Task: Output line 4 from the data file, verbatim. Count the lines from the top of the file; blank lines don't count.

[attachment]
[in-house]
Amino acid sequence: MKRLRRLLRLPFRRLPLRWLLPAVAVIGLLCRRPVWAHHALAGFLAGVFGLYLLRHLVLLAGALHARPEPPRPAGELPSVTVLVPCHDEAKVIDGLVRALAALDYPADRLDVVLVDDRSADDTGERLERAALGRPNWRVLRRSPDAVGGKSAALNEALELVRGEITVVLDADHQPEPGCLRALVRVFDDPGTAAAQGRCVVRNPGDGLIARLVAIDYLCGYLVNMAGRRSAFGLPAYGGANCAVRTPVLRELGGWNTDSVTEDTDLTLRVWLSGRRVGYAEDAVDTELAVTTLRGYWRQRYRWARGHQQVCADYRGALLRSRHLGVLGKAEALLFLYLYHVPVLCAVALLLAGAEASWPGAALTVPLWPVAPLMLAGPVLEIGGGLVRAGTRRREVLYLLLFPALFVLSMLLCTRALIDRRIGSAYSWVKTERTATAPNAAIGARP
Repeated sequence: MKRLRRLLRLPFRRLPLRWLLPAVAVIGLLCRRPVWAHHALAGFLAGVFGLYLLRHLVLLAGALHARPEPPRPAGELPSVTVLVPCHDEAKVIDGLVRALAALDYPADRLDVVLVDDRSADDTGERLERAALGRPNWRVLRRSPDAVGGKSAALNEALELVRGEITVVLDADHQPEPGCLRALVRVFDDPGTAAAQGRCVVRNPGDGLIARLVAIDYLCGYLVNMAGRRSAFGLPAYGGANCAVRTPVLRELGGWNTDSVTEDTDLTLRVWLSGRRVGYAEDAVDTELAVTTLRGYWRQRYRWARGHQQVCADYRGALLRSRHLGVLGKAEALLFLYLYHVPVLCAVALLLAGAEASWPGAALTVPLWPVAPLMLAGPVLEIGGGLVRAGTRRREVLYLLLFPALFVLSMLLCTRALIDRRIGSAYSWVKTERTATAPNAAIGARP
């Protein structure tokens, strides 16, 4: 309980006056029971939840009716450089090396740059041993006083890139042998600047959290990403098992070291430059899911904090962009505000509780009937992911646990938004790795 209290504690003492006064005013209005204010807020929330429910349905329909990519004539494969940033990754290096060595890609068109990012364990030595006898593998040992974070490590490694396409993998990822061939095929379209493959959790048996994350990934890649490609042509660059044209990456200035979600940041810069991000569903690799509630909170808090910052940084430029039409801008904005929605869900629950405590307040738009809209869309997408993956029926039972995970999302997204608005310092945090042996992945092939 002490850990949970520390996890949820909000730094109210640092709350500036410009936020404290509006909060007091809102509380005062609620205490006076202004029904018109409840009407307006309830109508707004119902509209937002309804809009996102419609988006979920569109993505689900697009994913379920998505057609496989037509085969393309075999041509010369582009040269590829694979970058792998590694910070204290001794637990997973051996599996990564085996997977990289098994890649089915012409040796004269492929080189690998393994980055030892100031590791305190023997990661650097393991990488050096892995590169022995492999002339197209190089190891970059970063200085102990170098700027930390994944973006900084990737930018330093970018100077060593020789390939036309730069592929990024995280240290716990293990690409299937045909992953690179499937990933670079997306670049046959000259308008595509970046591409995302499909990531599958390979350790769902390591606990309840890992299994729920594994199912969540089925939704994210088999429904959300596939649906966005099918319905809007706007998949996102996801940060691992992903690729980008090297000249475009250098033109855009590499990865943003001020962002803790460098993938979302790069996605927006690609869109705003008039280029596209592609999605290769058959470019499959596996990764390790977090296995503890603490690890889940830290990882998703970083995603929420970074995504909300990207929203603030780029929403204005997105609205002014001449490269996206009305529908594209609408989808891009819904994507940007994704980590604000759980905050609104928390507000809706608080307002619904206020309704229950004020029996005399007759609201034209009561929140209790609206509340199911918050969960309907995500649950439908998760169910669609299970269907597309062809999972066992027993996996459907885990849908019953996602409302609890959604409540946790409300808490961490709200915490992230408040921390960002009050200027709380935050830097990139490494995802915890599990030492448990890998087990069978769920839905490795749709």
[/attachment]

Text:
């Protein structure tokens, strides 16, 4: 309980006056029971939840009716450089090396740059041993006083890139042998600047959290990403098992070291430059899911904090962009505000509780009937992911646990938004790795 209290504690003492006064005013209005204010807020929330429910349905329909990519004539494969940033990754290096060595890609068109990012364990030595006898593998040992974070490590490694396409993998990822061939095929379209493959959790048996994350990934890649490609042509660059044209990456200035979600940041810069991000569903690799509630909170808090910052940084430029039409801008904005929605869900629950405590307040738009809209869309997408993956029926039972995970999302997204608005310092945090042996992945092939 002490850990949970520390996890949820909000730094109210640092709350500036410009936020404290509006909060007091809102509380005062609620205490006076202004029904018109409840009407307006309830109508707004119902509209937002309804809009996102419609988006979920569109993505689900697009994913379920998505057609496989037509085969393309075999041509010369582009040269590829694979970058792998590694910070204290001794637990997973051996599996990564085996997977990289098994890649089915012409040796004269492929080189690998393994980055030892100031590791305190023997990661650097393991990488050096892995590169022995492999002339197209190089190891970059970063200085102990170098700027930390994944973006900084990737930018330093970018100077060593020789390939036309730069592929990024995280240290716990293990690409299937045909992953690179499937990933670079997306670049046959000259308008595509970046591409995302499909990531599958390979350790769902390591606990309840890992299994729920594994199912969540089925939704994210088999429904959300596939649906966005099918319905809007706007998949996102996801940060691992992903690729980008090297000249475009250098033109855009590499990865943003001020962002803790460098993938979302790069996605927006690609869109705003008039280029596209592609999605290769058959470019499959596996990764390790977090296995503890603490690890889940830290990882998703970083995603929420970074995504909300990207929203603030780029929403204005997105609205002014001449490269996206009305529908594209609408989808891009819904994507940007994704980590604000759980905050609104928390507000809706608080307002619904206020309704229950004020029996005399007759609201034209009561929140209790609206509340199911918050969960309907995500649950439908998760169910669609299970269907597309062809999972066992027993996996459907885990849908019953996602409302609890959604409540946790409300808490961490709200915490992230408040921390960002009050200027709380935050830097990139490494995802915890599990030492448990890998087990069978769920839905490795749709």